The weavers in Venkatagiri mainly produce sarees of Cotton, Cotton and Silk mix and pure Silk. The counts in the fabric give the softness to the fabric. More the counts softer will be fabric and lesser counts produce harder fabrics. The counts used in cotton are usually 100 (length) – 100 (breadth) and in silk it is 3 ply.
Dyeing :- First the yarn is washed and then dipped in the required colour which is in a boiler and the [Charka] worker goes on turning the yarn so that the colour is evenly mixed in the yarn. The most important aspect in this process is the mixing of colours which will give unique and durable colour to the fabric. Then it is again washed and dried. These yarns are then starched. Starching of the yarn is where the colour in the yarn will get more permanent nature and gives the yarn a polished look. The starched yarn is brought from the merchants by master weavers and is distributed to weavers. (Master weavers are also weavers but they will be having a group of weavers under them). Then it is turned in a charka. The turning in charka is where the yarn will become thread, which is used for wept.
The loading of yarn in warp is the next process. Then yarn is loaded into the looms. The length of yarn which is loaded as warp is known as Pacham. A weaver can make four sarees from one pacham. It will take a week to weave one Pacham of four sarees.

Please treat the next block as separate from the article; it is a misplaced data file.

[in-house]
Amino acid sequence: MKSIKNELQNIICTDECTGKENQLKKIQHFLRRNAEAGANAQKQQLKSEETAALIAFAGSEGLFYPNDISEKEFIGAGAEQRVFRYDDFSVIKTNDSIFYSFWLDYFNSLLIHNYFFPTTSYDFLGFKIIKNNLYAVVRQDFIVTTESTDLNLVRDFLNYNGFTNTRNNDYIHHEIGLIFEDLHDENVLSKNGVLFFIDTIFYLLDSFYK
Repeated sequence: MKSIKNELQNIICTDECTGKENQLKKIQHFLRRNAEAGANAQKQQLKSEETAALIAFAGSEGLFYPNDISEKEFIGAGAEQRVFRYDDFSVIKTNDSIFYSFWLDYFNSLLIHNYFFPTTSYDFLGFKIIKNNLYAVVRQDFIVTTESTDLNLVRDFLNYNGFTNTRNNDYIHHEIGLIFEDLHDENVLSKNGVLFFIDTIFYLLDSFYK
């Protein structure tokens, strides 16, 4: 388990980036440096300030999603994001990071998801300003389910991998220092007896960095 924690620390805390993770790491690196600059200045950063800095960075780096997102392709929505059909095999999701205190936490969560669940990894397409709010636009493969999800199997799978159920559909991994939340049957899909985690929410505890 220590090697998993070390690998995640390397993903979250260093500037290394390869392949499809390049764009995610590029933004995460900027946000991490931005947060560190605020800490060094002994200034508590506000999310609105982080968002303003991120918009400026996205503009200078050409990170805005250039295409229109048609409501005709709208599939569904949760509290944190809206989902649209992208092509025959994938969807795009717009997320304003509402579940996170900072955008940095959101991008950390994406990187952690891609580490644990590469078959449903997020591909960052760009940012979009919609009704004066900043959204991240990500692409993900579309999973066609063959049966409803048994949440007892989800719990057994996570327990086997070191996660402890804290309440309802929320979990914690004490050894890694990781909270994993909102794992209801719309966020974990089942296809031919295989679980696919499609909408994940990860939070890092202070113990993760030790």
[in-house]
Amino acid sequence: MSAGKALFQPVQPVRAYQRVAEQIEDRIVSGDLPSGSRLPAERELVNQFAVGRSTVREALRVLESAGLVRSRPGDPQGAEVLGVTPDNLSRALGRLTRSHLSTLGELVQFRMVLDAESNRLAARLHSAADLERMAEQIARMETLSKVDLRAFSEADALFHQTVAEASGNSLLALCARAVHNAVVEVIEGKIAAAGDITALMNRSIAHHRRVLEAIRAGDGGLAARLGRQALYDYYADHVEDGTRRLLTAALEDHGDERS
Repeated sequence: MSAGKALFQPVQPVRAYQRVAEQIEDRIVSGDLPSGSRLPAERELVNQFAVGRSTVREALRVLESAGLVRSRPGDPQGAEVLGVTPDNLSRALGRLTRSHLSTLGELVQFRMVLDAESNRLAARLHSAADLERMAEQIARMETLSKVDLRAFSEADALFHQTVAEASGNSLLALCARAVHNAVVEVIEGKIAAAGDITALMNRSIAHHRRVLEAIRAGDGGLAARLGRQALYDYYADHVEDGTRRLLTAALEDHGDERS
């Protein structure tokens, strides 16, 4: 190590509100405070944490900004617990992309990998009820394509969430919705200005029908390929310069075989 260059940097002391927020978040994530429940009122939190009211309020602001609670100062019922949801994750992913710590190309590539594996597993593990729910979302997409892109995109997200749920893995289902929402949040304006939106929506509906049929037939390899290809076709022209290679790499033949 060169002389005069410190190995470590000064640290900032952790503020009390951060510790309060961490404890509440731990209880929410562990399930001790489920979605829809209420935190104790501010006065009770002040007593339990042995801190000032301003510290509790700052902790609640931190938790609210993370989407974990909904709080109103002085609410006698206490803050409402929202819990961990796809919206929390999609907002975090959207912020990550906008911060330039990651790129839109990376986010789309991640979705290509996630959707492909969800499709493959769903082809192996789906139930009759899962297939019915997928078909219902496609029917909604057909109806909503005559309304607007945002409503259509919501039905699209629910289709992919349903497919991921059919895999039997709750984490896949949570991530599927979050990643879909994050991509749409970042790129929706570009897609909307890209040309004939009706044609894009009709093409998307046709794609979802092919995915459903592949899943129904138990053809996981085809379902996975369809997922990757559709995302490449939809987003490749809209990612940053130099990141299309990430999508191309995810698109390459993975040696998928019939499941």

Weaving :- The looms used in Venkatagiri are mostly pit looms. Pit looms are looms [Venkatagiri Pit Loom] which are fixed in the ground level and there will be a pit in which looms peddle will be placed and the weaver will sit on the floor and use his hands and legs to weave.
The weavers are into this profession traditionally. None of the weavers are trained but they have acquired this unique skill hereditarily from their ancestors. The art of weaving is passed on by way of vision and practice. There are no theoretical explanations or training for weaving. But unfortunately due to the low wages the traditional weavers are opting out of this industry. New generation is not interested in this profession due to the low wages prevailing in the industry. Since Venkatagiri looms are pit looms, during rainy season the looms are closed due to the rain water getting clogged in the ground.